Other Side Drive: Monday

todayMarch 4, 2013 7

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Last week Alex Frank offered a DIY upgrade to your camera strap and the first part of Electric Eye’s guide to SXSW.

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    Other Side Drive: Monday

Electric Eye – EP 5

By: Alex Frank

Most, if not all cameras come with a strap, and if you’re interested keeping your camera in good working order, I’d suggest always using it. The strap that came with my Canon DSLR is basic, and durable, but suffers from a fatal flaw, it’s a complete pain to remove and reattach to your camera. This problem is solved with a quick trip to the hardware store and a few thin dimes. All you’ll need to buy are 4 key rings and 2 small carabiners, preferably stainless steel as to avoid rust. Attach one key ring to each end of your strap and clip on the caribiner. Next, take the other two keyrings and attach one to each strap mount on your camera body.  Now you can easily attach and remove your strap painlessly.

Since its inception in 1987 SXSW has grown from a small local music event, to a dynamic hotbed for music, technology, and film. Some Austinites see the influx of California carpetbaggers and Johnny Dallas’ as a burden, others an opportunity to score some free booze and see up and coming musical acts during Spring Break.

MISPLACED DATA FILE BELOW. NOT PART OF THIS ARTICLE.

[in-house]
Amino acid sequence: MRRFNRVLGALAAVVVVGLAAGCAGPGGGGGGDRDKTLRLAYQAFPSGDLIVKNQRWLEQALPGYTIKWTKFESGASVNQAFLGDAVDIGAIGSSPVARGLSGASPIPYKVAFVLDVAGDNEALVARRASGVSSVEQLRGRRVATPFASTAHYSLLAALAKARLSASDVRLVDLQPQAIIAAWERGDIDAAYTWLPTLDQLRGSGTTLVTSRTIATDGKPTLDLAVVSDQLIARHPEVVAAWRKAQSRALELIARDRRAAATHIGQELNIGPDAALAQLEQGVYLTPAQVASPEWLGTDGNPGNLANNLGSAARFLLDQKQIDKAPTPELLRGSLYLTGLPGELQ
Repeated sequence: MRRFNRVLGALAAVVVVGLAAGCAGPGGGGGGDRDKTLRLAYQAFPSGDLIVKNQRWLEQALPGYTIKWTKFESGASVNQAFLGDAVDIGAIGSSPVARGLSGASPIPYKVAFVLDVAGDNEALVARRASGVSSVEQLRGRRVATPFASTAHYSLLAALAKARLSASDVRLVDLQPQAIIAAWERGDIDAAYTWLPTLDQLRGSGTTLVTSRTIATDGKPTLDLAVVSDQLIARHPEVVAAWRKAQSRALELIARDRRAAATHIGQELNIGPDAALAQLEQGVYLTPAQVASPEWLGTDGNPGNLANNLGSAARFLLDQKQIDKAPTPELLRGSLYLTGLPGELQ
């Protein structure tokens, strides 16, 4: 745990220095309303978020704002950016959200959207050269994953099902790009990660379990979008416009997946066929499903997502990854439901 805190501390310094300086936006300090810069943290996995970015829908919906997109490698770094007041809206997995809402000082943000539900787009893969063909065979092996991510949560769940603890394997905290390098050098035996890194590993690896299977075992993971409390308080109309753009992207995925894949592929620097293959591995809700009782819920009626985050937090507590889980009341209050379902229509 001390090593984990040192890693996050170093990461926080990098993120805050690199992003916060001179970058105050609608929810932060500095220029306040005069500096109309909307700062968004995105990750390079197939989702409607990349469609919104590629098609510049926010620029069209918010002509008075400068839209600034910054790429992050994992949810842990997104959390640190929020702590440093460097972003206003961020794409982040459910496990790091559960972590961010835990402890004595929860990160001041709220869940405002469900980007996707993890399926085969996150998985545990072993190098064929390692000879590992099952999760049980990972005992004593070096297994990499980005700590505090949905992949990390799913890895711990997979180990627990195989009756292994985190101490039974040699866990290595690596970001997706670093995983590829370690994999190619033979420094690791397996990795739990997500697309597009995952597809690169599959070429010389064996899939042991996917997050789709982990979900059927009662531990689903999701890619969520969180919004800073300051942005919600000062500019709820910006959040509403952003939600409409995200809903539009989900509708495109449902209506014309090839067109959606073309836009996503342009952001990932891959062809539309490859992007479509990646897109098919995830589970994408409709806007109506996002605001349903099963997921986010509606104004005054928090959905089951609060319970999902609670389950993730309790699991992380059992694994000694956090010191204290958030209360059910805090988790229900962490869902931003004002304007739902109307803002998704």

As someone that’s never been fond of large crowds, or people in general , I’ve decided to create a SXSW guide for photographers, and people with crippling social anxiety.

This first installment will cover the load-out stage, and give you the best starting position before tackling this event.

SXSW has three sections: interactive, film, and music. I’m going to be focusing more on the music portion purely because it’s going to take place in a wider array of environments. Also, that’s the portion I’m covering, and honestly Interactive will have a homogeneous lighting environment (indoors, harsh lighting), and film will be red carpet jazz and panel shoots. Not my bag.

You’re going to want to prepare for every possible lighting condition, because you will be run through the gamut, from awful club lighting to outdoor concerts at Auditorium shores, and god forbid, photo booths.

This is where you’re going to have to make some choices, and choose your character class. Are you going to be a rogue, opt for stealth and pack light, possibly utilze a fashionable fannypack? Are you going to tough it out warrior style and bring everything you have, and constantly re-buff with renal shocking energy drinks? Personally, I’m going Wizard style, with my +12 bag of holding, +6 vest of fortitude, and rely on the elements and parlor tricks for lighting. Anyways, the main goal is to find a balance between mobility and utility. You’re going to be on your feet all day so packing the right bag will be key.